While white open-carry activists and white vigilantes are often discussed as mere isolated incidents, the Cliven Bundy standoff in Nevada showed that white militia groups continue to gain new members, practice their aims, and adjust their sights and tactics for a war against black people, Mexican people, and the government—a war that may only happen in their heads. The majority of the armed groups that arrived to Bundy’s aid came from Nevada and California. The latter has the highest number of white supremacist groups in the country: 65. Texas has 49 and Florida has 45. These groups walk through fast food restaurants, K-marts and government buildings armed and ready for violent conflict. Black men are killed over wallets, pill bottles and other items. We are killed by police over imaginary guns.

These dream guns indicate the depth of white America’s fear of black resistance. But black people are allowed to take part “safely” in gun culture if we agree to become the avatars of respectable, state-sanctioned violence, with military recruiters in our high schools and colleges, and police recruiters outside subway stations and unemployment offices. Over the phone I talked to a relative of mine who lives near Atlanta, Georgia. He owns two pistols and now works at an Internet diagnostic company. He served in the Army for over 10 years, including in the airborne infantry and military intelligence. He fought in Panama and in the Philippines. He was also armed security for the largest nuclear power plant in the United States. As an army veteran, he was trained in assault rifles, 40-caliber pistols and other military-grade weapons. Unlike proud white gun owners all over the country, he chooses to remain silent, worried about harassment for being prepared to defend himself in a state that does not have hate crime laws. He didn’t want me to disclose his name. “All my illusions about serving my country… I’m proud to be a combat veteran, but I don’t expect that to protect me,” he said. Black people can be trained to protect our national security, to be snipers, to be killers, yet if we attempt to protect ourselves from a history of violent white supremacy, we become enemy combatants.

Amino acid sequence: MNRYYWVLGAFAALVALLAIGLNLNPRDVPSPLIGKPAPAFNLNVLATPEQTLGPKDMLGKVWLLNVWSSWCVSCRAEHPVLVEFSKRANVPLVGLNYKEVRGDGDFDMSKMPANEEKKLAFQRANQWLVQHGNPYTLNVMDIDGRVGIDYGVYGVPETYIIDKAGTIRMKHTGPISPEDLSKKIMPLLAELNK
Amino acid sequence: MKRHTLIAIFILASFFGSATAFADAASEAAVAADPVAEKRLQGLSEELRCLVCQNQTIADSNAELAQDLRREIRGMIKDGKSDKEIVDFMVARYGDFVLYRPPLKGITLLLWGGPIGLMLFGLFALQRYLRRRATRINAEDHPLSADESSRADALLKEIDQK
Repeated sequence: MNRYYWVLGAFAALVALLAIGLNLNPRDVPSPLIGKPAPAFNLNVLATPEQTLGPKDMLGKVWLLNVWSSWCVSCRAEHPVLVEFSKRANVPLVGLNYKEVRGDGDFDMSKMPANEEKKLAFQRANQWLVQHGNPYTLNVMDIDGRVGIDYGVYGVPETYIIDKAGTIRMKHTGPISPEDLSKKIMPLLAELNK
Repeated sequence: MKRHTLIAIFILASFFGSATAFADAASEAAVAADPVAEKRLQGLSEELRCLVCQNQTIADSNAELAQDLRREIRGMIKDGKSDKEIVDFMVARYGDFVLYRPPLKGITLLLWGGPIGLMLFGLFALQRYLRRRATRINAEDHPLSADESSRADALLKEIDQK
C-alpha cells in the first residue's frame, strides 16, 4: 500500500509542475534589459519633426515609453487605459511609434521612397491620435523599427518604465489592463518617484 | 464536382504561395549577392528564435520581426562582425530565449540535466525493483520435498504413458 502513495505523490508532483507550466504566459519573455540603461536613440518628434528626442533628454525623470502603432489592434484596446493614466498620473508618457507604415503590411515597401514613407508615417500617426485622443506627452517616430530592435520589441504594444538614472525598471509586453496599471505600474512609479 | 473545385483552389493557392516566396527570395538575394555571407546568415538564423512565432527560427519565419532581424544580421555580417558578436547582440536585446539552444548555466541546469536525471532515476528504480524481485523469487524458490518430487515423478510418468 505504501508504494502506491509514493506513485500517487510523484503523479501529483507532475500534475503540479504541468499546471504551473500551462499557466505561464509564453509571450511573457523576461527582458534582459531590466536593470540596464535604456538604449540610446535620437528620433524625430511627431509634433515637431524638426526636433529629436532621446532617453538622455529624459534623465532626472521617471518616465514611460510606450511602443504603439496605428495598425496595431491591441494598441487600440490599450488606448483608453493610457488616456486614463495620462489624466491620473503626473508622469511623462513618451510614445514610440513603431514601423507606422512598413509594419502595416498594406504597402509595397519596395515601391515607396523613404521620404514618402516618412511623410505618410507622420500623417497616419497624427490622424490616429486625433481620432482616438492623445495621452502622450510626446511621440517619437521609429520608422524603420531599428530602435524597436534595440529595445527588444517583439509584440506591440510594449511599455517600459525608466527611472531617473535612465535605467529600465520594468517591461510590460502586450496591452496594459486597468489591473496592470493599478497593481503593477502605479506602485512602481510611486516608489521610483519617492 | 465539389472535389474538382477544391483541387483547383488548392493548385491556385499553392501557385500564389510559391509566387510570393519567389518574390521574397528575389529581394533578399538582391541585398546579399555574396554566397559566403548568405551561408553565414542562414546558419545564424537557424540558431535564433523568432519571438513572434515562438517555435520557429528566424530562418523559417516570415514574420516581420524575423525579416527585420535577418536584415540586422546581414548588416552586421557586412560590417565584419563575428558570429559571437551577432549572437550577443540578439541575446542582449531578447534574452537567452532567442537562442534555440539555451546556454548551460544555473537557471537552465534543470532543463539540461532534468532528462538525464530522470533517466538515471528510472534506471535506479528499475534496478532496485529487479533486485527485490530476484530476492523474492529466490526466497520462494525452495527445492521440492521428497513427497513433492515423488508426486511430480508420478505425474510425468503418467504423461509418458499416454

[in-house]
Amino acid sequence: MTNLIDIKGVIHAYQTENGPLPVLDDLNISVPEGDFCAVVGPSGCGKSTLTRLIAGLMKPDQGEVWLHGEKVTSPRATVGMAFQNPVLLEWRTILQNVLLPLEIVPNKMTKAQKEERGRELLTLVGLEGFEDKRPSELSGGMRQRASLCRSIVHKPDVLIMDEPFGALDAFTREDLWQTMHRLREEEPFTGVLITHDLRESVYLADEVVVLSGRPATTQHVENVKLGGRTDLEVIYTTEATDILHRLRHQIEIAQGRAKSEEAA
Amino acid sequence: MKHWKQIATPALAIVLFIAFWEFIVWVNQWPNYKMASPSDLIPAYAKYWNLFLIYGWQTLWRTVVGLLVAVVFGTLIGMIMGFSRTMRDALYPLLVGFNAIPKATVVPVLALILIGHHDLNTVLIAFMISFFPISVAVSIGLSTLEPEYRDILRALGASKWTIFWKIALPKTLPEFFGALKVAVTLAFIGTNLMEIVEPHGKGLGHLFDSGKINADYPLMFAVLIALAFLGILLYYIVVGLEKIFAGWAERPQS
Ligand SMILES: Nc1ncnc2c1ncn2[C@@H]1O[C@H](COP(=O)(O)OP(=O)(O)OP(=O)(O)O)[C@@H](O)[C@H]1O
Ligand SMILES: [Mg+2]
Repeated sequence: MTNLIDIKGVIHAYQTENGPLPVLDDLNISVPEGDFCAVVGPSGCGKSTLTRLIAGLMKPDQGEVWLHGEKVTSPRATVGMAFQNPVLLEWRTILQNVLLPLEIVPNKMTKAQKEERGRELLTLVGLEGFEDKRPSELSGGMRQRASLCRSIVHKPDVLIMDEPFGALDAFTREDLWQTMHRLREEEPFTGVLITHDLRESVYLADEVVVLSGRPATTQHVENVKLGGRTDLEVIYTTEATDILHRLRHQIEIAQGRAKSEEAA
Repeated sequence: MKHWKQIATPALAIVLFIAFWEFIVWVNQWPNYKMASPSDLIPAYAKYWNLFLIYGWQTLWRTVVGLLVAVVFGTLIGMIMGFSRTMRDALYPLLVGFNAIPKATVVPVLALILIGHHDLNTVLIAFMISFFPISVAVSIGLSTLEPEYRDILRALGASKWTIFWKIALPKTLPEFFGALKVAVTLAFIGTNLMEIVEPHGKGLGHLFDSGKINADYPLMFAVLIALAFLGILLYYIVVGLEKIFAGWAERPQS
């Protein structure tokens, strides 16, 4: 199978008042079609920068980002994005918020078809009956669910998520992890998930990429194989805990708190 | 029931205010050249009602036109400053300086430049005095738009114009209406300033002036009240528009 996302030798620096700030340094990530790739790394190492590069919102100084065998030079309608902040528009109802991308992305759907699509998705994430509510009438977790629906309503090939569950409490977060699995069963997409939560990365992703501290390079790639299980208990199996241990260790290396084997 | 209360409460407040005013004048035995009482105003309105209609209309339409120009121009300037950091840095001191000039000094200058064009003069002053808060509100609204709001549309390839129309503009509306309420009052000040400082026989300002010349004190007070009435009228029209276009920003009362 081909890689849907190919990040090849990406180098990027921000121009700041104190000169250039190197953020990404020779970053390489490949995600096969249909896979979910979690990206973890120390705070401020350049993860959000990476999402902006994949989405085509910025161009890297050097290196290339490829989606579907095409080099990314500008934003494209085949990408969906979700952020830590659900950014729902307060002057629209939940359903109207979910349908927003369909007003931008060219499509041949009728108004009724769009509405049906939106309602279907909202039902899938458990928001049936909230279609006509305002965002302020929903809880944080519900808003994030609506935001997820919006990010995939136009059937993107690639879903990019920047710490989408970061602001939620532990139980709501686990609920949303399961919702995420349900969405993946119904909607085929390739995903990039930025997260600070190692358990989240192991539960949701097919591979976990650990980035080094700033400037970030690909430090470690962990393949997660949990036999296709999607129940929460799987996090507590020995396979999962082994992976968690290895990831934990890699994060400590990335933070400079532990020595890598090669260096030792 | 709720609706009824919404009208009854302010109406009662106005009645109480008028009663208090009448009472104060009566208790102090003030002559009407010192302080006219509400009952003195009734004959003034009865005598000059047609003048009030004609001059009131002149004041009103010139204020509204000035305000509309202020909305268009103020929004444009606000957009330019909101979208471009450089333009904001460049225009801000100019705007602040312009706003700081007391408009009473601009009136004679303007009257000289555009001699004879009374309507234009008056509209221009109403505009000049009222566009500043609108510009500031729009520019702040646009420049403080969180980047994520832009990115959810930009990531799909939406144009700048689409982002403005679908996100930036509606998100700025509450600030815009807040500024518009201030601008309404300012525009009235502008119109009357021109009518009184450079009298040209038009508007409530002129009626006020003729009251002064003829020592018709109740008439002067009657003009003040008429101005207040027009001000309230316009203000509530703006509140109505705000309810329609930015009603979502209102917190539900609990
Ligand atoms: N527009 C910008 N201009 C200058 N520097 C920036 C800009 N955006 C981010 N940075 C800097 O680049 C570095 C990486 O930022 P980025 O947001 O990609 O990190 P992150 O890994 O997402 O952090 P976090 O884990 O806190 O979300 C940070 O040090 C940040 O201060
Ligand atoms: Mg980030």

Tree-filled parks in Cleveland, housing project stairways in New York City and other inconspicuous places have become police murder scenes. But there are still more guns than police in the United States, which creates a violent gun culture all across the country and among black communities too. As a teenager walking one late fall night in the black middle-class neighborhood of Canarsie, Brooklyn, I faced a real gun. On a quiet residential street a man approached me asking for the time. Then he pulled a Glock pistol on me, asking me to give up whatever I had in my school backpack and my pockets. Instead I gave him an expired bus pass to distract him and then grabbed his gun. Two shots deafened my right ear. As my finger came close to the trigger, the robber tried to bite it off. Grabbing the gun away from me, he ran away, got into a nearby car and drove off. I ran home as fast as could, my finger bleeding heavily, worried he would come back around looking for me. I faced a black man who wanted to rob me and threatened to kill me, but I would not say this is an issue of “black-on-black crime.” Violent incidents occur everywhere, such as the murders and suicides that happen in white middle-class homes. Yet the idea of a special capacity for violence among black people justifies white extreme force against us. The white obsession with “black-on-black crime” implies that black people live in a world of lawlessness and blight that just comes naturally to us. There are many guns in many hands in this country: in the hands of thugs who wear badges, and the hands of the poor with nothing to lose. But surveys from 1973 to 2012 showed that only around 27 percent of black people in the USA say they own guns, compared to 47 percent of white people. The problem is a society that creates predators and prey over and over again.